Revisiting Schindler’s List

I loved Steven Spielberg’s Schindler’s List when I first saw it in 1993. It blew me away. Within a year or so I bought the Laserdisc (used), and watched it two or three times over the next decade. I recently revisited it for the first time in maybe 15 years – this time via Netflix. It’s still an excellent film, one of the best to deal with the Holocaust, and certainly the most accessible to a wide audience.

But it has flaws serious enough to keep it out of my A+ list. I can’t discuss the major shortcomings without spoiling, so I’ll save them for the end of this article.

Has anyone else noticed that Schindler’s List is a white savior movie? That’s a film about a white man (always a man) who saves oppressed people of color. Avatar is a particularly offensive example. I think most people missed that about Schindler’s List because everyone in the film is, by most people’s standards, white.

The movie’s white savior, Oskar Schindler (Liam Neeson) starts out as a horrible human being. He’s a war profiteer, a womanizer, an exploiter of slave labor, and a member of the Nazi party. The only thing in his favor is that he doesn’t hate Jews; he just wants to exploit their terrible situation. (I’m not referring to the actual, historical Oskar Schindler; I’m concerned here only with the film, which I consider fiction.)

But he changes over the film’s 195 minutes, which covers more than five years of story. initially, Schindler protects his workers, and gets extra food for them, because it’s good business. He doesn’t have to train new employees. But slowly, as the noose tightens around their necks, making a profit becomes secondary to keeping these people alive. Eventually, his business is just a front for protecting Jews.

Schindler has an angel whispering in his ear: his Jewish accountant Itzhak Stern (Ben Kingsley). Meek and worried, often groveling, Stern brings more and more people into Schindler’s “employment,” where they are unlikely to be starved, shot, or gassed.

Actor Ralph Fiennes creates one of the most fascinating of movie Nazis in camp commandant Amon Goeth. He enjoys his job and especially likes killing Jews. He gladly takes bribes from Schindler and other industrialists. He drinks to extreme excess, as if something inside is eating its way out. He’s attracted to one of his prisoners – a young Jewish woman he picks to be his maid – and the attraction confuses him. He beats her for little reason or no reason at all. And yet his feelings for her sometimes bends towards chivalry.

One short and fascinating sequence cuts back and forth between Schindler and Goeth shaving. One’s facing left, the other right. It suggests they are mirror images of each other.

Spielberg creates several sequences of horrific violence, the strongest of which is the emptying of the Kraków Ghetto. The SS march in, led by Goeth, and load everyone onto trucks. Well, at least everyone they don’t shoot. This harrowing sequence runs, I think, about half an hour.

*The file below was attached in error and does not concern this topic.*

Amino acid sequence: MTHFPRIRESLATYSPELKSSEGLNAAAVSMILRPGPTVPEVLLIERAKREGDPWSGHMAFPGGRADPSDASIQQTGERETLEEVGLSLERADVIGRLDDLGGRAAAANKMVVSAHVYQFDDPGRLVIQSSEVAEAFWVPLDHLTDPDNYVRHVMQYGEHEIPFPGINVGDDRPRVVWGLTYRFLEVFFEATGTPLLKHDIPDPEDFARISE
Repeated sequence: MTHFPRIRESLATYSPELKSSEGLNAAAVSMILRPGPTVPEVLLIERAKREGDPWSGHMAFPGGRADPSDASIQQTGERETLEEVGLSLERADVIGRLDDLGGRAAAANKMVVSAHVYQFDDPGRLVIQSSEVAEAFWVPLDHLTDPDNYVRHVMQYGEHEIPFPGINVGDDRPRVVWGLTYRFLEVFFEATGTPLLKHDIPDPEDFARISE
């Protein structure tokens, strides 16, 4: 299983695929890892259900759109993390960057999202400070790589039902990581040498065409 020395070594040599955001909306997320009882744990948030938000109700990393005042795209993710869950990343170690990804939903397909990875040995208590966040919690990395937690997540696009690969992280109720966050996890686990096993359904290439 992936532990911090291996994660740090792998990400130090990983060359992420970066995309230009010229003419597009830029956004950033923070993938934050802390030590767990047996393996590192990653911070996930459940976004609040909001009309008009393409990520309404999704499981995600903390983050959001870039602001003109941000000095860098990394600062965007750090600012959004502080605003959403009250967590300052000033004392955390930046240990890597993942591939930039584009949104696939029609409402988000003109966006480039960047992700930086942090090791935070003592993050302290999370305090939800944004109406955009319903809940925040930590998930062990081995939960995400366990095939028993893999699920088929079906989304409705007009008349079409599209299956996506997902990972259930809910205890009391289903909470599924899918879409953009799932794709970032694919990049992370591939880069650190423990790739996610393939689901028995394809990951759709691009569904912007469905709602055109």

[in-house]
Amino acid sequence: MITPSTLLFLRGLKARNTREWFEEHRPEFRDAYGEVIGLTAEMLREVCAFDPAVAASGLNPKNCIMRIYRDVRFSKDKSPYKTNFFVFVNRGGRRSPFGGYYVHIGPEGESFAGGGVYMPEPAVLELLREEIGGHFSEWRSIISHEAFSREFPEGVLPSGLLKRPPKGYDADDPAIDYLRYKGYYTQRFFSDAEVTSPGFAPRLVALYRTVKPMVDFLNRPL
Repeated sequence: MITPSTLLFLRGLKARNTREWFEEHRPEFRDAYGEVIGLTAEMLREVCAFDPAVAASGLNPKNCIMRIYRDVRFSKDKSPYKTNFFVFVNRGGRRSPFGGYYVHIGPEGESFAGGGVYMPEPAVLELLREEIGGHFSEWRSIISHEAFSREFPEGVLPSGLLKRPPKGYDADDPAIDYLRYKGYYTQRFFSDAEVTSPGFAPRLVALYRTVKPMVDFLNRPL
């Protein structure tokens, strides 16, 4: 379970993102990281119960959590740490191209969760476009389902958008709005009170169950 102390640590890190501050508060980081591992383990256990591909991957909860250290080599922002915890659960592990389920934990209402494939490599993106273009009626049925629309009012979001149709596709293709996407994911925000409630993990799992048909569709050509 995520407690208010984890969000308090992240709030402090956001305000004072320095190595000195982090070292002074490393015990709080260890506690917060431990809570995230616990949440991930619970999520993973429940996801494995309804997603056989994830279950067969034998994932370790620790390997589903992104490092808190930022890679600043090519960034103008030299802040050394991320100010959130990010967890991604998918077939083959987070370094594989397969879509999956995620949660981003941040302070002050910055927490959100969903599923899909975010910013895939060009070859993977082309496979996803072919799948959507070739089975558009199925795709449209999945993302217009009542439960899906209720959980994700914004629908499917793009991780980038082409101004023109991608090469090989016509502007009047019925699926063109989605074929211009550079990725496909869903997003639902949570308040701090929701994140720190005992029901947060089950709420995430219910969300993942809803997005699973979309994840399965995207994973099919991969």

This sequence contains the first of three scenes where a colored object appears in what is otherwise a black and white film. When I first saw Schindler’s List in 35mm, these spot color scenes looked awful; the technology for projecting color and black and white simultaneously just wasn’t good enough in 1993. That’s not a problem anymore.

Schindler’s List is a harrowing and disturbing film. Anything about the Holocaust should be harrowing and disturbing. But it’s also inspiring. It’s about a man who saved 1,100 people from mass murder.

I can’t discuss the film’s main flaws without spoilers. So, if you haven’t seen the film or don’t care about spoiling, stop reading now.

Okay, on with the flaws:

Schindler’s List develops several supporting Jewish characters, and it makes you care for them. And every single one of these characters survives. We see a lot of Jews murdered in the film, but not a single one that we really get to know. For a Holocaust film, that’s a cheat.

But it gets worse. Late in the film, a clerical error ships hundreds of Schindler Jews to Auschwitz, where they’re shorn, stripped, and marched into the showers. Spielberg designed the entire sequence to make the audience believe that these people are about to be gassed. But this time, it really is just a shower, and they live long enough to be rescued by Schindler.

While this provides great relief for the audience, it’s an even bigger cheat. Those who went into those “showers” didn’t come out alive. Some ninety percent of Polish Jews died in the Holocaust. By focusing entirely on the survivors, Schindler’s List makes it less horrible than it was.

The other problem is minor by comparison. At the end, Schindler makes two big speeches that seem sentimental and out of character. In the first of them, he even puts the lives of “his” Jews in danger merely for a rhetorical flourish. That’s a strange way to treat people for whom you’ve risked your life and lost your fortune.